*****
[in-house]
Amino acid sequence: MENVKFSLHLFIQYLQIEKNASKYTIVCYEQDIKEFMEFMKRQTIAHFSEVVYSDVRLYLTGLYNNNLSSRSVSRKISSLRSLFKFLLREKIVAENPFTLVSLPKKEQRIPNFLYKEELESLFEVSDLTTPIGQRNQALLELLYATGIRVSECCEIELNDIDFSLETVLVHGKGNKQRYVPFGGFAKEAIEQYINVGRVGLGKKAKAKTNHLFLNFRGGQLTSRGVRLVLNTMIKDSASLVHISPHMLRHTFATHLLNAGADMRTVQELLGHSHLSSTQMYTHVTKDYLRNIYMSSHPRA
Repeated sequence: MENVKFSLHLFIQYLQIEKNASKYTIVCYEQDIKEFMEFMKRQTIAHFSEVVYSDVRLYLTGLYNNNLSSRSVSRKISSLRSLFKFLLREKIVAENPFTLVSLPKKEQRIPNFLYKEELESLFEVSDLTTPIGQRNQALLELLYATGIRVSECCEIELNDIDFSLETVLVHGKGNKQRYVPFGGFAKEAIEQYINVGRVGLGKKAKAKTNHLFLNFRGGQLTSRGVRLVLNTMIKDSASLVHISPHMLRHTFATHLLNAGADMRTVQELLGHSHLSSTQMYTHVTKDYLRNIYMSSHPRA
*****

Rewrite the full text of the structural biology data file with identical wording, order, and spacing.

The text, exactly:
[in-house]
Amino acid sequence: MENVKFSLHLFIQYLQIEKNASKYTIVCYEQDIKEFMEFMKRQTIAHFSEVVYSDVRLYLTGLYNNNLSSRSVSRKISSLRSLFKFLLREKIVAENPFTLVSLPKKEQRIPNFLYKEELESLFEVSDLTTPIGQRNQALLELLYATGIRVSECCEIELNDIDFSLETVLVHGKGNKQRYVPFGGFAKEAIEQYINVGRVGLGKKAKAKTNHLFLNFRGGQLTSRGVRLVLNTMIKDSASLVHISPHMLRHTFATHLLNAGADMRTVQELLGHSHLSSTQMYTHVTKDYLRNIYMSSHPRA
Repeated sequence: MENVKFSLHLFIQYLQIEKNASKYTIVCYEQDIKEFMEFMKRQTIAHFSEVVYSDVRLYLTGLYNNNLSSRSVSRKISSLRSLFKFLLREKIVAENPFTLVSLPKKEQRIPNFLYKEELESLFEVSDLTTPIGQRNQALLELLYATGIRVSECCEIELNDIDFSLETVLVHGKGNKQRYVPFGGFAKEAIEQYINVGRVGLGKKAKAKTNHLFLNFRGGQLTSRGVRLVLNTMIKDSASLVHISPHMLRHTFATHLLNAGADMRTVQELLGHSHLSSTQMYTHVTKDYLRNIYMSSHPRA